It has been a long two days in the ER, not particularly bad days but just long ones. As I was running down the tunnel and into the 50 mph wind and rain to respond to an unresponsive patient in the parking lot, I came to an interesting conclusion. Although I still feel the thrill when working on a critical patient or a massive trauma, over the last few years I have definitely settled into my role as a nurse. ER nursing remains a passion of mine, but I am noticing the shift in my thoughts and goals towards farming.
I am very blessed to work in the field I work in, I get to hear, see, smell and touch things most people never even dream about (or would want to for the matter). I love being in the middle of a stressful, life on the line situation and know what to do. I take pride in the fact that when a patient is crashing and the family member is cloaked in fear, I can say to them with confidence, we are doing everything we can to save your loved one. Despite the long hours, grueling work loads and occasional abuse from the patients, I am honored to have a career that I can feel proud of. There is never a day I do not walk out of the ER doors grateful for mine and my family’s health and safety.
I worked very hard to become a nurse. With the continual support of my parents, I made it through nursing school and went straight into the field of nursing I wanted the most. I then somehow managed to balance all of life’s responsibilities and a new career with going back to school for my bachelors. With God’s grace, I graduated with my bachelors and told myself that was it for school. I had been going to school continually from high school through six years of college, so I figured it was time for a break.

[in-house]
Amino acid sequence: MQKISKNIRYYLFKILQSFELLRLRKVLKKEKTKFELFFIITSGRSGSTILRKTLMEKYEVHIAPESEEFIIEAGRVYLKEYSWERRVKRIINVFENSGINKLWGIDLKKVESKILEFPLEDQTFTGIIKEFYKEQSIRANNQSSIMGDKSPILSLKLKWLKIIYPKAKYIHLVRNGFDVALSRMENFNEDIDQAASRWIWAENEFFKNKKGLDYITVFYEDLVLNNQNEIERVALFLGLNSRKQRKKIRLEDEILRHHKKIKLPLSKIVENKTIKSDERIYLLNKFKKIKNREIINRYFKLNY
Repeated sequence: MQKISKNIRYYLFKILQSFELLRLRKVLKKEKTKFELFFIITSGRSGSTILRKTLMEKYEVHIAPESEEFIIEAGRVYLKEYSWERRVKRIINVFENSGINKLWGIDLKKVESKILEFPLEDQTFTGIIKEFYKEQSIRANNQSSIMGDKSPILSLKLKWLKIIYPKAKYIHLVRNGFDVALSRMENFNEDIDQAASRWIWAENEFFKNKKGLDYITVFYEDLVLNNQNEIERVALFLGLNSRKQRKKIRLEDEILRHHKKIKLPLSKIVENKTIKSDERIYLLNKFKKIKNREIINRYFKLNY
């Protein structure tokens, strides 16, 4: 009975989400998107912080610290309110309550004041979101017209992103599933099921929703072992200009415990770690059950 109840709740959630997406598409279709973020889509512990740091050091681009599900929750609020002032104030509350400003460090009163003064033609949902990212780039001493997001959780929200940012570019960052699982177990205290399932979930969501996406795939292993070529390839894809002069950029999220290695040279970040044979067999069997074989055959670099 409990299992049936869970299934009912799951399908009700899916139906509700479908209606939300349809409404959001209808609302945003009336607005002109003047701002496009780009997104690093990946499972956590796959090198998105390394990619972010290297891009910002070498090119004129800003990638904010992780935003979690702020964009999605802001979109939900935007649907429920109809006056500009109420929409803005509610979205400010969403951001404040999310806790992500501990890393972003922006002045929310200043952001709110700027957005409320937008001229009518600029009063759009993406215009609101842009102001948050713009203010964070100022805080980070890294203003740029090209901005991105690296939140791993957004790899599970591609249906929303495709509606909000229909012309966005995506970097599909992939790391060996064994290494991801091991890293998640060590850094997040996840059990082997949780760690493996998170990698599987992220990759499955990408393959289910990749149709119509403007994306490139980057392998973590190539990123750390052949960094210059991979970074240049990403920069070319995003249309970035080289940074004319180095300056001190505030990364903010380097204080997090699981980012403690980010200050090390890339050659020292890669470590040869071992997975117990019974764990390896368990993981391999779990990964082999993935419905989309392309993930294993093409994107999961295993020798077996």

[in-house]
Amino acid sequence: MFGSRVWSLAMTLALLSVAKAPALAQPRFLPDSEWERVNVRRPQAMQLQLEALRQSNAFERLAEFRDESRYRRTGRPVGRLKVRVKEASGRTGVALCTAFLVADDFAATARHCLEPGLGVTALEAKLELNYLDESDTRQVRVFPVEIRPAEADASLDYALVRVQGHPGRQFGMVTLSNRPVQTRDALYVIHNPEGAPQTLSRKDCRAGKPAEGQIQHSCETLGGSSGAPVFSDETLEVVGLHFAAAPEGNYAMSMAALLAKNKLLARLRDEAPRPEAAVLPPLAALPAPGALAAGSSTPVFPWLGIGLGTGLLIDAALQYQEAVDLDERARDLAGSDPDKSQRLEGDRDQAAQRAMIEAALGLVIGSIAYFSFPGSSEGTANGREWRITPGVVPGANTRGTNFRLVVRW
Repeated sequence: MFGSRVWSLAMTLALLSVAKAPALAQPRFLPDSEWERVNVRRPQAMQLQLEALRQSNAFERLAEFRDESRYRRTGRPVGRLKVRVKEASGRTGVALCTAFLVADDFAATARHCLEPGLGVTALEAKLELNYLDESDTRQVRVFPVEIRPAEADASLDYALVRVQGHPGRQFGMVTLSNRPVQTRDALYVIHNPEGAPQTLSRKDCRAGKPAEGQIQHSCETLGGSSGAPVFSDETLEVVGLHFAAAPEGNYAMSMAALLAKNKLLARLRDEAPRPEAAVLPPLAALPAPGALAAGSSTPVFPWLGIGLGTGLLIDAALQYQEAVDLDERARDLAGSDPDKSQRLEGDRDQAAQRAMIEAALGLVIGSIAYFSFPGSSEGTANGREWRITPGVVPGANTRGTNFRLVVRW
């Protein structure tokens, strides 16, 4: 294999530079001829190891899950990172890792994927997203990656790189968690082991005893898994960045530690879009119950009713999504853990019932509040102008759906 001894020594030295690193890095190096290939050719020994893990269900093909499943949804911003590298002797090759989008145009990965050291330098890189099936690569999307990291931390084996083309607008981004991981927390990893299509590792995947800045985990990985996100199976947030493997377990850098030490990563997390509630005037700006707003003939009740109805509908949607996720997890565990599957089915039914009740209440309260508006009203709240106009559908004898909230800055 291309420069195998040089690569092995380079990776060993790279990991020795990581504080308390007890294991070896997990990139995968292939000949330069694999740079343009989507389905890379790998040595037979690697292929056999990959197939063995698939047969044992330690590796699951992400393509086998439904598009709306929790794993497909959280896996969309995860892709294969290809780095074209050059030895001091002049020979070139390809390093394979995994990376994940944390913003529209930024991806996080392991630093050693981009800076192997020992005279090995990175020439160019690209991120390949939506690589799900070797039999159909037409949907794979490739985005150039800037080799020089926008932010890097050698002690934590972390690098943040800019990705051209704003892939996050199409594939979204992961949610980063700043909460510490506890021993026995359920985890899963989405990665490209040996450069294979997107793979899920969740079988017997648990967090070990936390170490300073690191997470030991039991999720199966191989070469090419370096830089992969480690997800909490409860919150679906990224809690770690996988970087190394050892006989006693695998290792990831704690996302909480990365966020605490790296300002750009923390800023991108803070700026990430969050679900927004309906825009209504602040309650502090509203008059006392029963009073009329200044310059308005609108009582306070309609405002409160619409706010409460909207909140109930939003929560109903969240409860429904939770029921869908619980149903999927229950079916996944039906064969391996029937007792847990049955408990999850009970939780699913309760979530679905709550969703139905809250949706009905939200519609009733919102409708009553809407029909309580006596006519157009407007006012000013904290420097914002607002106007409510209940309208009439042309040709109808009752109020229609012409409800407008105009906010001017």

However, now that my hubby and I are working towards our dream and goal of the larger farm, school had began to sneak into my radar again. I have been google-ing farming programs and classes. While this may seem a little silly to be looking for classes that teach farming techniques, I would love to absorb all the information and experience from fellow classmates and instructors. It would also be a connection to invaluable resources.
After discussing the issue with the hubs, we are going to think on it awhile. It would be a full time program for two years, which is a large time and financial commitment. Since I will soon be working straight baylor nights (weekend nights) at the hospital, my weeks will be more open for farming related duties and responsibilities.
Whatever the right path is for me, I will accept it with a joyful heart. This farming adventure has been an amazing blessing and I am desperately grateful that I wake up every morning to a peaceful homestead filled with chicken squawks, pig grunts and goat screams.
Until next time…